Exhibition The Art of the Louvre's Tuileries Garden
from June 14, 2014 to September 28, 2014
Guillaume Coustou, Hippomène (un des coureurs de Marly)
© 2009 Musée du Louvre / Pierre Philibert
This exhibition takes the Tuileries to America as it explores the evolution of the garden, from its beginnings as an outdoor museum for French royalty to its role as one of the first public gardens in Paris, after which it served as both a source of inspiration and a space of experimentation for artists in the 19th century.
The opening of the exhibition in Atlanta in 2013 coincides with the 400th anniversary celebration of the birth of André Le Nôtre, who designed the garden as we know it today. The work (in part) of his grandfather, father, and godfather, the Tuileries Garden holds a special place in the life of the most famous French landscape architect, who retired to a house next to the large parterre where he lived until his death.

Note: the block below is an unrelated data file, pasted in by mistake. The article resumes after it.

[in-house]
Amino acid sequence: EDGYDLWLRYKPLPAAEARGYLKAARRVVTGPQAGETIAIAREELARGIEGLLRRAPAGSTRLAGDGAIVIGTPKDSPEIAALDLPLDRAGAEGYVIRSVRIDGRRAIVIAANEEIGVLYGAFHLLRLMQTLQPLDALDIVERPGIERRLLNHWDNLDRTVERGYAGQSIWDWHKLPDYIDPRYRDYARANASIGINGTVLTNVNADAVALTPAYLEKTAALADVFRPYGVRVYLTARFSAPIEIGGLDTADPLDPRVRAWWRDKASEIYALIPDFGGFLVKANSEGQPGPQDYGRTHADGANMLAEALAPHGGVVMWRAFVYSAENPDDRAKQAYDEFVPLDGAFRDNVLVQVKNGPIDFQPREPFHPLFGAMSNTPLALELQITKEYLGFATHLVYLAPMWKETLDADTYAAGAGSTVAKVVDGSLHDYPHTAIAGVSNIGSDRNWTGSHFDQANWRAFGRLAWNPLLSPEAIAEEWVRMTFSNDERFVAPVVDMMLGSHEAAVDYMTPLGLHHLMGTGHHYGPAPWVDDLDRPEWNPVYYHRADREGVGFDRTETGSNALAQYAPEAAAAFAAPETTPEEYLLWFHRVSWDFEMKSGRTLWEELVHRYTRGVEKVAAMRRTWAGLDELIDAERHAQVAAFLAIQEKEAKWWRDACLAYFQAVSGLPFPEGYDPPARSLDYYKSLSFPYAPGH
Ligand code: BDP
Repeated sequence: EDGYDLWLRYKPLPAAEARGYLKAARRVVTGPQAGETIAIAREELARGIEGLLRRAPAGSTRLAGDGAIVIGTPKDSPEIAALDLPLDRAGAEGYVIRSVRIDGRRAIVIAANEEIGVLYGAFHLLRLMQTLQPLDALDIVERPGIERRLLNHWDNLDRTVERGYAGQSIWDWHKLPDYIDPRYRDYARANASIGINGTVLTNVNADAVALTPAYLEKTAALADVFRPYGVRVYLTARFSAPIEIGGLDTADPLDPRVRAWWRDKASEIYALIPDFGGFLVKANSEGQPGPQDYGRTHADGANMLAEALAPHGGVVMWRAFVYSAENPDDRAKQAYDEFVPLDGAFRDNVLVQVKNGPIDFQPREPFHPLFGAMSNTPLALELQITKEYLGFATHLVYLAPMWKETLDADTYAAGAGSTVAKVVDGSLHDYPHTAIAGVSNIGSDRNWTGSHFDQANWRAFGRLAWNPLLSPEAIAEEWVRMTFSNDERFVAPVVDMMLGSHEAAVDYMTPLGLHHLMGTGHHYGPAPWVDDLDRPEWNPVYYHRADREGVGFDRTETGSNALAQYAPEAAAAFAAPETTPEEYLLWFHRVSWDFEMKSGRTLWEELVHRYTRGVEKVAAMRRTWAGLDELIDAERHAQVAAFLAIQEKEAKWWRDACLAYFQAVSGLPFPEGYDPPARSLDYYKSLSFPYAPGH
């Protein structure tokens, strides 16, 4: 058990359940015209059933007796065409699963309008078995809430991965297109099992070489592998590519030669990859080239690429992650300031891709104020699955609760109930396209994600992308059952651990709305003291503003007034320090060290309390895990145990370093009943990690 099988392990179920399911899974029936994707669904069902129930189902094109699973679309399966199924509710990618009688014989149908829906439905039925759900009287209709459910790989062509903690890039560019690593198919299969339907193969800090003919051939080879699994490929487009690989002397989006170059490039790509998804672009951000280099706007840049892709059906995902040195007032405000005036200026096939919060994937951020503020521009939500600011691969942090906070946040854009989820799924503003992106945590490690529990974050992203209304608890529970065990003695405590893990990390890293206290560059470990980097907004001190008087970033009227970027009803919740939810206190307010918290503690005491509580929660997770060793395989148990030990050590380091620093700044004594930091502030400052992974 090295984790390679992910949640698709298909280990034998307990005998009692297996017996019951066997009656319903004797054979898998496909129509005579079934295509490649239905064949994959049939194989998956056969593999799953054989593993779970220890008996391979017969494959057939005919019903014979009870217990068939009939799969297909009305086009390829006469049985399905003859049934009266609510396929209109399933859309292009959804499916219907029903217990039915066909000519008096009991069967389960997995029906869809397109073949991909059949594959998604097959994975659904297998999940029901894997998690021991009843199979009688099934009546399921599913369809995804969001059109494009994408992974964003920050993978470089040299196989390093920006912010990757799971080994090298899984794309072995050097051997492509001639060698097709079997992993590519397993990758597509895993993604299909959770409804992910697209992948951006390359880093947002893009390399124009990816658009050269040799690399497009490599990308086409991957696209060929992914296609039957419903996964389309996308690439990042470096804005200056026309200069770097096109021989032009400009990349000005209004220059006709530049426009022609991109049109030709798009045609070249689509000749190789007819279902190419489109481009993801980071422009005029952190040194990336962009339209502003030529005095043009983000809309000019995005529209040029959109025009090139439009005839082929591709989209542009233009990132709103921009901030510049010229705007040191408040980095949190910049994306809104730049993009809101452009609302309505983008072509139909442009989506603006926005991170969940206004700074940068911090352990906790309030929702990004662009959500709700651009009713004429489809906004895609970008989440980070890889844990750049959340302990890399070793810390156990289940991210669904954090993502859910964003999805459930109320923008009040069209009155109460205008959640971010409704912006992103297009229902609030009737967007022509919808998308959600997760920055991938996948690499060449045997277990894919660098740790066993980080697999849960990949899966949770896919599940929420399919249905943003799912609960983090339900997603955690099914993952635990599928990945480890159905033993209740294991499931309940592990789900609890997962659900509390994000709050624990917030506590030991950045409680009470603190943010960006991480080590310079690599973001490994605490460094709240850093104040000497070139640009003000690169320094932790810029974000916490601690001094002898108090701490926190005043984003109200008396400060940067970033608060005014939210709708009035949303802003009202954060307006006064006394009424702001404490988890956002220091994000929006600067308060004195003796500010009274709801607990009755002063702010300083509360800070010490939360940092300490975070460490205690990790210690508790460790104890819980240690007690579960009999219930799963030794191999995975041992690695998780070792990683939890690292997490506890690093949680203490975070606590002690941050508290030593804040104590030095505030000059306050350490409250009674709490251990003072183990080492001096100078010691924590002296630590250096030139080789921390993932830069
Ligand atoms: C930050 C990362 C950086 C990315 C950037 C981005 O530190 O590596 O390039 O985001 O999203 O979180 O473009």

To illustrate this theme, 100 paintings, sculptures, photographs, and models from the 16th to the 20th century were chosen from the Departments of Paintings, Sculptures, and Prints and Drawings at the Louvre, as well as from a number of French and American institutions.
G. Bresc-Bautier, Director of the Department of Sculptures, G. Fonkenell, head of the History of the Louvre section of the Department of Sculptures, Musée du Louvre, D. Brenneman, Director of Collections and Exhibitions at the High Museum of Art, Atlanta.
From June 14 to September 28, 2014